Twitter Bootstrap continues to improve: What’s in store for SharePoint integration

Posted by Eric Overfield

Change is the only constant. You must embrace change if you want to stay sane in the SharePoint space. Since Web design strategies continue to evolve with the latest devices, design trends and UI concepts, so too must the underlying frameworks we use day in, day out.

Version 4 of Twitter Bootstrap, by far the most popular HTML framework for building successful mobile friendly (responsive) SharePoint interfaces, was recently announced. Although still in its alpha stage, it is incumbent upon us front-end SharePoint developers to know what is in store and to investigate what might change, and how we might take these changes into account for current as well as future projects.

Bootstrap 4 (B4) was officially announced Aug. 19 via a blog post, which was well worth the read. In this post, the Bootstrap team laid out general improvements as well as migration strategies. Although we can expect additional alpha releases as well as beta rounds before its official launch, let’s peer into the key highlights that might affect our projects.

IE8 Support: No more
First off, IE8 support has been dropped. This is actually great news in general, but I know many of our clients must still support IE8, and likely many of you still have to as well. If you are an IE8 shop, stick with Bootstrap 3, or upgrade Internet Explorer.

There is a silver lining: When Bootstrap 3 was launched, the Bootstrap team effectively dumped Bootstrap 2 support immediately. The word is this time around they are not going to drop Bootstrap 3 support once B4 is released. We can continue using B3 for the foreseeable future for our IE8 projects.

Sass is the way to go
Bootstrap was originally developed using the CSS scripting language Less. In its day, Less was popular, but it gave way to Sass (or rather SassScript, but who can tell?). Bootstrap 3 came out with an eagerly awaited Sass port, and many of us jumped to the Sass source as quick as we could.

B4 was developed for Sass first, and as of now a Less port is not available. I do not think this will change as Sass is much more popular and has become the CSS scripting language of choice. If, on the other hand, you are starting a new B3 project looking at Less source, I suggest you move to Sass now.

If you are migrating from previous versions of Bootstrap to B4, you will likely find that you will have to migrate your CSS/Sass/Less deployment by hand, a few styles at a time. B4 Sass has been completely rewritten, as have the JavaScript libraries.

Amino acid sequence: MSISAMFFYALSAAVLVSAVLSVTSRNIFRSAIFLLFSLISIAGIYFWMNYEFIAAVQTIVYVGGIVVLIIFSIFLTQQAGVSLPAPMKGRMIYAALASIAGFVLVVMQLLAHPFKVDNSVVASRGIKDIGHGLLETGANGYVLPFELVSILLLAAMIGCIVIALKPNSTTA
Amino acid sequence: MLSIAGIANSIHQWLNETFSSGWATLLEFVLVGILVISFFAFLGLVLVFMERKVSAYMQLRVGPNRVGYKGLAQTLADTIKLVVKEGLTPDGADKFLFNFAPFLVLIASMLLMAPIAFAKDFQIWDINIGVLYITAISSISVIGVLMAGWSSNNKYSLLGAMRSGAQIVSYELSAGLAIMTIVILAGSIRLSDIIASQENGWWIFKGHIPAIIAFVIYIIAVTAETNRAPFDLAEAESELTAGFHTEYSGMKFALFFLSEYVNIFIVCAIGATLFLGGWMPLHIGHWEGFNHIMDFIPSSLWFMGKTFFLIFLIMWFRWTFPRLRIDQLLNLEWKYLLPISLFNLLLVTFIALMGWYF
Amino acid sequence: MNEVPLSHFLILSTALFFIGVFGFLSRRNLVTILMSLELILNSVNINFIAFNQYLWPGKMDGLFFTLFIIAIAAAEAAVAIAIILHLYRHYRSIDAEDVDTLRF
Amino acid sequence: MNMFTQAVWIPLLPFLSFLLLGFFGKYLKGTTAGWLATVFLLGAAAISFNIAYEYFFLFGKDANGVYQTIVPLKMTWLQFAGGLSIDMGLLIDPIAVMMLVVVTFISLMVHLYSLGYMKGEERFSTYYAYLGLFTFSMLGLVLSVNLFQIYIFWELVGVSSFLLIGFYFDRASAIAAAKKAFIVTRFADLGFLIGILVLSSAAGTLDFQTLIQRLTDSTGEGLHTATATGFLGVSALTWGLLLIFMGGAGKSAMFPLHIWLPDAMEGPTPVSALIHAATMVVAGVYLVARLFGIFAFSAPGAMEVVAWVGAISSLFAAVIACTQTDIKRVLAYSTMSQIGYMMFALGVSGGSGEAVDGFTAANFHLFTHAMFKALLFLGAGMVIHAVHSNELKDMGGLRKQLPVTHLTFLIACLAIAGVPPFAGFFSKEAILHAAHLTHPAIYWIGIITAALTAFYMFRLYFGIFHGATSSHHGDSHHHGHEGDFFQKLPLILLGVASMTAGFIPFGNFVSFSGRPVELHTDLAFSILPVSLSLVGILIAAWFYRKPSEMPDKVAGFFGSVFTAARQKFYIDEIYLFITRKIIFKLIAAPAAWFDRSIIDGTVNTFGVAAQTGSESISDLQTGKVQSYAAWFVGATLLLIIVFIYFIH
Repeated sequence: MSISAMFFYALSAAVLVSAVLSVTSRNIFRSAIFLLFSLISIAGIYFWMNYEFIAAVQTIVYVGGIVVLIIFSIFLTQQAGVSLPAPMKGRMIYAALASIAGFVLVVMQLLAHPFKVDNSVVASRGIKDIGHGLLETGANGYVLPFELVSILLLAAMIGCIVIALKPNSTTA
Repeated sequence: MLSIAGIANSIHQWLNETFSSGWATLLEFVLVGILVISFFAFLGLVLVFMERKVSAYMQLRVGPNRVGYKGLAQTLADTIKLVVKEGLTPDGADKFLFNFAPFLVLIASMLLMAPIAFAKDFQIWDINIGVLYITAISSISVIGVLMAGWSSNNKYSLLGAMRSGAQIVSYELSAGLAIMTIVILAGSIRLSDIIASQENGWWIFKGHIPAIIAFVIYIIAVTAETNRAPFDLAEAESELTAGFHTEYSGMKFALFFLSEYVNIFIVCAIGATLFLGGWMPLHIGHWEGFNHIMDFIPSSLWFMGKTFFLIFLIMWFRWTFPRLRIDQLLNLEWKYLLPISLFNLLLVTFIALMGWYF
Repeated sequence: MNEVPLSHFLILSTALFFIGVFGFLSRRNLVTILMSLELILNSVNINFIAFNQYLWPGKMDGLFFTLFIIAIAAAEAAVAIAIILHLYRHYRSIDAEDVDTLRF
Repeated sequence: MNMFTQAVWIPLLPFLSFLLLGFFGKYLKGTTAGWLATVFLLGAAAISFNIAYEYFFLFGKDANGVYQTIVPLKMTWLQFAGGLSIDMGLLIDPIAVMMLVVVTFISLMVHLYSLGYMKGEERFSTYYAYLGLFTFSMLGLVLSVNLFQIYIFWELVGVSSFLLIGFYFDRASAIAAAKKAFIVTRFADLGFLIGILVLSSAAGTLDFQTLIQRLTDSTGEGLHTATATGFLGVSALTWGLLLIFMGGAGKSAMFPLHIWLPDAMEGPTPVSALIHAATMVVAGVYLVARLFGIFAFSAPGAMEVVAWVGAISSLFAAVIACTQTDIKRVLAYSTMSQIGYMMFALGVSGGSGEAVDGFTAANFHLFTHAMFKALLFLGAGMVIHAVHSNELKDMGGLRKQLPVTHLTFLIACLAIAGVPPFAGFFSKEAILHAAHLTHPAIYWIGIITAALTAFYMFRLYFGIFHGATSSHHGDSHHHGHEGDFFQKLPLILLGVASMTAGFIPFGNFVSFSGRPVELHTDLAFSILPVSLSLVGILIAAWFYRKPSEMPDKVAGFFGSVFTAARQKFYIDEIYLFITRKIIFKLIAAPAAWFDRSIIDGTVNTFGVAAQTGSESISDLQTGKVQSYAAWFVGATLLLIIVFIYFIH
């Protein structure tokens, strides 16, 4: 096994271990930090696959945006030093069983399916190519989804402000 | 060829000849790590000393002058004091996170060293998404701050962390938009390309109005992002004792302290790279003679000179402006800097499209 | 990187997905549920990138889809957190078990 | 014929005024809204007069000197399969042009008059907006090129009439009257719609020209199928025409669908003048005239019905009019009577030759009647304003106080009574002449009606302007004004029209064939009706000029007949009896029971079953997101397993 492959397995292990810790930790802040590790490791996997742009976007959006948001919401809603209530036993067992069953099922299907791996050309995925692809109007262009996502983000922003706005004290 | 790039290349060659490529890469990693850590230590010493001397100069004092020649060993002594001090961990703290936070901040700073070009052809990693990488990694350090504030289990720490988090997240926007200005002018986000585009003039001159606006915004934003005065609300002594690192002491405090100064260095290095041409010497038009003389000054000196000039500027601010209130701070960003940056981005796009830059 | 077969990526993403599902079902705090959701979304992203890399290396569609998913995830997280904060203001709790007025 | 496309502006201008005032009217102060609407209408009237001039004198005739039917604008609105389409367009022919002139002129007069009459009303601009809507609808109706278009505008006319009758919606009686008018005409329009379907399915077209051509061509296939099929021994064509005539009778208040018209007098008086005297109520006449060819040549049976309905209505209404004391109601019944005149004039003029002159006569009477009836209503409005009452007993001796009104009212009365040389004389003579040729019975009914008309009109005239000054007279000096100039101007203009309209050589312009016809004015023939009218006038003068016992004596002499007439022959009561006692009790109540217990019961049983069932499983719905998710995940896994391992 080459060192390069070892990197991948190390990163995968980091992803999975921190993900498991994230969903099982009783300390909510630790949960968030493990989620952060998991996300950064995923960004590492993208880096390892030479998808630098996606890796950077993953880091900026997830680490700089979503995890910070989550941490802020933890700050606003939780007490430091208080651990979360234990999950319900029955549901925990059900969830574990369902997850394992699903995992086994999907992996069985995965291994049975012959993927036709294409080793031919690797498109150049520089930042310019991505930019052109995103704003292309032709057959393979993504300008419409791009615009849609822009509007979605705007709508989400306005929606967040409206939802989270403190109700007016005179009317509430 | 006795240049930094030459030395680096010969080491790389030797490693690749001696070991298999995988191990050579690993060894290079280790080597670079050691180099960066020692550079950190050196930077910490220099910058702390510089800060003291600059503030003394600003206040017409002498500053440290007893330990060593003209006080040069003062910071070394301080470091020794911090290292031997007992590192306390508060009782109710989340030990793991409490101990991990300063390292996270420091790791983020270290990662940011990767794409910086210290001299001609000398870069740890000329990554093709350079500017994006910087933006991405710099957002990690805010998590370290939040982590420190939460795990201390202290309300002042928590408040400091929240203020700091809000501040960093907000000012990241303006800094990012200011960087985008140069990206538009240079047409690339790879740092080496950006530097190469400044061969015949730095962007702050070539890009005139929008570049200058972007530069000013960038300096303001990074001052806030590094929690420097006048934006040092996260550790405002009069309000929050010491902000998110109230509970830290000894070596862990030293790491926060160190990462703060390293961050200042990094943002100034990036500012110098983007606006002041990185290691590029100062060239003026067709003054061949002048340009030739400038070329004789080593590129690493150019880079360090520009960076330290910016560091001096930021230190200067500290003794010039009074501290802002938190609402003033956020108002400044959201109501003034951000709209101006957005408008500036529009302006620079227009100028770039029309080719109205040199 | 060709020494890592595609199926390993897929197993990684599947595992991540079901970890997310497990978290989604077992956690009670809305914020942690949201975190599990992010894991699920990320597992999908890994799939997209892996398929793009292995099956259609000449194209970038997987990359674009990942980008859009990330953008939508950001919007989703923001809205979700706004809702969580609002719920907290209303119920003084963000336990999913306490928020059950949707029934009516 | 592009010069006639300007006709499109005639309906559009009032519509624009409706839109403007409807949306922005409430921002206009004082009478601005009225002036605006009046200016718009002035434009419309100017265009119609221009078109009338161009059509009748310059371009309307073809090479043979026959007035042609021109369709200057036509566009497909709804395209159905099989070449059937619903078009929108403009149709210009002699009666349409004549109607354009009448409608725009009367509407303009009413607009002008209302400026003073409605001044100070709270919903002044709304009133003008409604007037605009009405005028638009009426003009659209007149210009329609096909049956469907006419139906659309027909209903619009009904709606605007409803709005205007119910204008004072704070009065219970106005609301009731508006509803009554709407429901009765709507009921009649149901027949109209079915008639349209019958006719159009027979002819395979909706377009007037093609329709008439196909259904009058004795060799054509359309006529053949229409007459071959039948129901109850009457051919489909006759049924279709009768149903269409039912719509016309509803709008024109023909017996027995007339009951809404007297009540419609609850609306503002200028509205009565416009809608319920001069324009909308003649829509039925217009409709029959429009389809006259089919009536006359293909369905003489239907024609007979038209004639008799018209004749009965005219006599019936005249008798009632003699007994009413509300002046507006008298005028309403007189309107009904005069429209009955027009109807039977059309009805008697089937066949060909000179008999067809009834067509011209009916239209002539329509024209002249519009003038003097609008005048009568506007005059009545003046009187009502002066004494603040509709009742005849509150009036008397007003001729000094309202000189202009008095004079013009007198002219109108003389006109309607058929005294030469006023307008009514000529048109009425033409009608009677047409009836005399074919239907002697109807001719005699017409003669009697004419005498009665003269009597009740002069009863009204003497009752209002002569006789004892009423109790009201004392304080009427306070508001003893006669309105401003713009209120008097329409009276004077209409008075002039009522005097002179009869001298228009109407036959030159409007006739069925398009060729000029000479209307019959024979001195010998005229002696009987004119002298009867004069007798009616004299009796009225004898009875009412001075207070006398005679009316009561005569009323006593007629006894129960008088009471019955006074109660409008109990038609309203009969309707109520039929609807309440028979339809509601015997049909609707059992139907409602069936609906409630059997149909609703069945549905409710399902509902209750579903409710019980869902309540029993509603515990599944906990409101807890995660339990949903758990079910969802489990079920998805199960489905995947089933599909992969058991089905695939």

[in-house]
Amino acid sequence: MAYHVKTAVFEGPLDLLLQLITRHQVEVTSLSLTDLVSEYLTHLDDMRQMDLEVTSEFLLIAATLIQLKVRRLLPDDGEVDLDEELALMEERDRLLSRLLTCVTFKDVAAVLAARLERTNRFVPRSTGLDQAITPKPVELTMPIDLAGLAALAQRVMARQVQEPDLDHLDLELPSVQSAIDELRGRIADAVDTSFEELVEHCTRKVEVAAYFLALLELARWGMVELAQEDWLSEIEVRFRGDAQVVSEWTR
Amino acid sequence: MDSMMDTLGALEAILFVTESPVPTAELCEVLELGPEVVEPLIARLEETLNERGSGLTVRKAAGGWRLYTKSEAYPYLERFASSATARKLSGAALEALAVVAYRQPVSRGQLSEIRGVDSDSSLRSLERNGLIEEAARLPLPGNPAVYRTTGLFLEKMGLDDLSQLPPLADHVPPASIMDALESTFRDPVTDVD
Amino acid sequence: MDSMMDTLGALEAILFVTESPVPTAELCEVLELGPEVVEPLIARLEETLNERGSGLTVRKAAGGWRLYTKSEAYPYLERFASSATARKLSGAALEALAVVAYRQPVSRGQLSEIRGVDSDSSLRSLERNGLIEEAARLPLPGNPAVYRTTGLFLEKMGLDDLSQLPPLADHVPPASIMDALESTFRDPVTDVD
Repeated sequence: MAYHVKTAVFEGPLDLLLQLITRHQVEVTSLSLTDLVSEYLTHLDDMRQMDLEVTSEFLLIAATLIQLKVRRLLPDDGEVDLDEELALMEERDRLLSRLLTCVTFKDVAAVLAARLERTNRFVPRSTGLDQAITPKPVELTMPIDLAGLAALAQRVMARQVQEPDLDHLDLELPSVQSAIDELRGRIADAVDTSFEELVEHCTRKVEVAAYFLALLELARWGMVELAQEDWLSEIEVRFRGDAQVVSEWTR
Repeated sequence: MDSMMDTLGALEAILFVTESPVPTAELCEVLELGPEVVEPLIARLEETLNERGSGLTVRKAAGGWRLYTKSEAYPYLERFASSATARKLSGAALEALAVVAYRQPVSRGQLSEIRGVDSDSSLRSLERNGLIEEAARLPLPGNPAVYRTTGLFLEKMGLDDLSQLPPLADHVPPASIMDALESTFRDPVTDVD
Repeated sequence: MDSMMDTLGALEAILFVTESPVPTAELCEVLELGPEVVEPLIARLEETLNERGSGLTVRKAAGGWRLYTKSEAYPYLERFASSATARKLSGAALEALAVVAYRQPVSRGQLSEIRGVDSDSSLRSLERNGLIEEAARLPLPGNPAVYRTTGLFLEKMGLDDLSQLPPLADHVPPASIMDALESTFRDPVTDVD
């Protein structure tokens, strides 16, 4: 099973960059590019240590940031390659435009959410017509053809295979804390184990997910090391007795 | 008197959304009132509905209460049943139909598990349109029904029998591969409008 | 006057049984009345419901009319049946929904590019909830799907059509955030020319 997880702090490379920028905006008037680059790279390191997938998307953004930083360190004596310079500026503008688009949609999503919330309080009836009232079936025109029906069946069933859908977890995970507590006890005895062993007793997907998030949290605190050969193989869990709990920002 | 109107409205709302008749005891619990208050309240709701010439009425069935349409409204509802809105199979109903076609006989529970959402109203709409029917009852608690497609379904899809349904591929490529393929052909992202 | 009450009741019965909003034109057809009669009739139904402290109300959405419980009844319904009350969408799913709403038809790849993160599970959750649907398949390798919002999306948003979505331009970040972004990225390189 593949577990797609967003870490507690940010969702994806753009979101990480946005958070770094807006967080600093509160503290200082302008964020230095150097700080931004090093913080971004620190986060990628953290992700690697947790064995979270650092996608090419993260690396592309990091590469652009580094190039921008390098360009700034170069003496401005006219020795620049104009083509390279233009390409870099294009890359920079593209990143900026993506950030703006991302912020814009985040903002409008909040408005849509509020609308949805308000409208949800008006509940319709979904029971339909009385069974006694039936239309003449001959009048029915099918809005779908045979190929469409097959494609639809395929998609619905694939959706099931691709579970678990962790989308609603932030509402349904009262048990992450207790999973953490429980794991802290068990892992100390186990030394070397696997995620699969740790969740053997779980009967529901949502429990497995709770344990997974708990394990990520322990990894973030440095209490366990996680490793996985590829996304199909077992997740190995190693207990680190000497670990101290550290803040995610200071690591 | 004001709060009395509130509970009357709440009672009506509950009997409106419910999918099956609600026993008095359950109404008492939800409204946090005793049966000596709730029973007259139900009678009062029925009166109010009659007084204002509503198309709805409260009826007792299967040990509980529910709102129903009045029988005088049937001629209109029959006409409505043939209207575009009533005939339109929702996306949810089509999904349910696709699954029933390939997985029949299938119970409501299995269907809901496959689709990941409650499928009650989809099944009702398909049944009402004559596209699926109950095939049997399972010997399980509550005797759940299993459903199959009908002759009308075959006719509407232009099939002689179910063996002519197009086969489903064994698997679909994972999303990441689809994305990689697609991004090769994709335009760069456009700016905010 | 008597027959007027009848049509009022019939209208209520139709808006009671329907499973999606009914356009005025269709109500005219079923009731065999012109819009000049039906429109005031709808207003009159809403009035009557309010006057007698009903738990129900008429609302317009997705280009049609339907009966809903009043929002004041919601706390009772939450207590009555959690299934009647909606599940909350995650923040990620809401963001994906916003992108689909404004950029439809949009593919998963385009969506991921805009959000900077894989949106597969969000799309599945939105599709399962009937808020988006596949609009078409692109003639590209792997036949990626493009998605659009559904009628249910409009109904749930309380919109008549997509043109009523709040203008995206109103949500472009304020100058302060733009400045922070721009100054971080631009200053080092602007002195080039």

Pixels to Ems
The third pillar of Responsive Web Design—CSS3 Media Queries—is based around viewport widths: the number of pixels across your smartphone, tablet or desktop. B3 used pixel widths to set breakpoints while B4 moved to ems. Ems are based off the default font size of a particular page, and by default 1 em is set to 16px.

A common unit for both font size and breakpoint will help keep units inline, but resetting the default font size can cause issues with SharePoint. Out-of-the-box SharePoint features, such as the Web part tool pane, list views and many site settings pages, may look broken within the B4 framework without further refinement. The best solution at this point is to provide custom CSS to override a particular B4 reset.

Grid
Fortunately, the primary grid/scaffolding stayed the same. The grid still uses classes such as containers (container-fluid), rows and cols. A fifth breakpoint was added, -xl, making room for a breakpoint in the 480px range. If you have been using B3, this means that much of your grid should transfer to B4 without much hassle.

Other significant changes
There are quite a few other exciting improvements that will affect migrations more than fresh builds. The JavaScript libraries in B4 were completely rebuilt. The Normalize module B3 used to provide a unified interface across browsers has been replaced with Reboot, a custom B4 reset tool.

New layout modules are included. Flexbox (or the Flexible Box Module) is a new layout strategy currently in W3C’s Last Call Working Draft phase. B4 will support Flexbox through an add-in, and although I would suggest we hold off until browser support improves, Flexbox looks very promising. Other new layouts include cards and a masonry grid. (Think Pinterest. Nice, right?) This should work seamlessly with SharePoint, a huge plus.

Bootstrap 4 has removed all internal icons, although with FontAwesome you should be set.

A documented path to migrate to Bootstrap 4 has been released and may currently be viewed at the Bootstrap 4 Alpha documentation page. If you have been using Bootstrap 3, the general process should be familiar, just watch out for the new breakpoint.

Final thoughts
We are still months away from the official Bootstrap 4 release. If you are in the middle of a Bootstrap 3 project (or about to start one), I suggest you stay the course. Stick with the grid and use Sass for your CSS, and if you haven’t moved to Sass, do that now. If you intend to use the component styling found in B3 or the JavaScript components, check out the B4 Alpha documentation and prepare yourself for any changes.

If you have a project moving to development in three to six months, definitely read up on B4 and begin working with the Alpha release. Watch box-sizing, font sizing, and the new breakpoint. The new layout modules such as cards and masonry grid have a lot of potential for our master pages and page layouts.

Eric Overfield is the president and cofounder of PixelMill, a digital branding consultancy specializing in Responsive Web Design, UI/UX, and Branding for SharePoint websites and portals.

Topics: migration, Sass, Bootstrap

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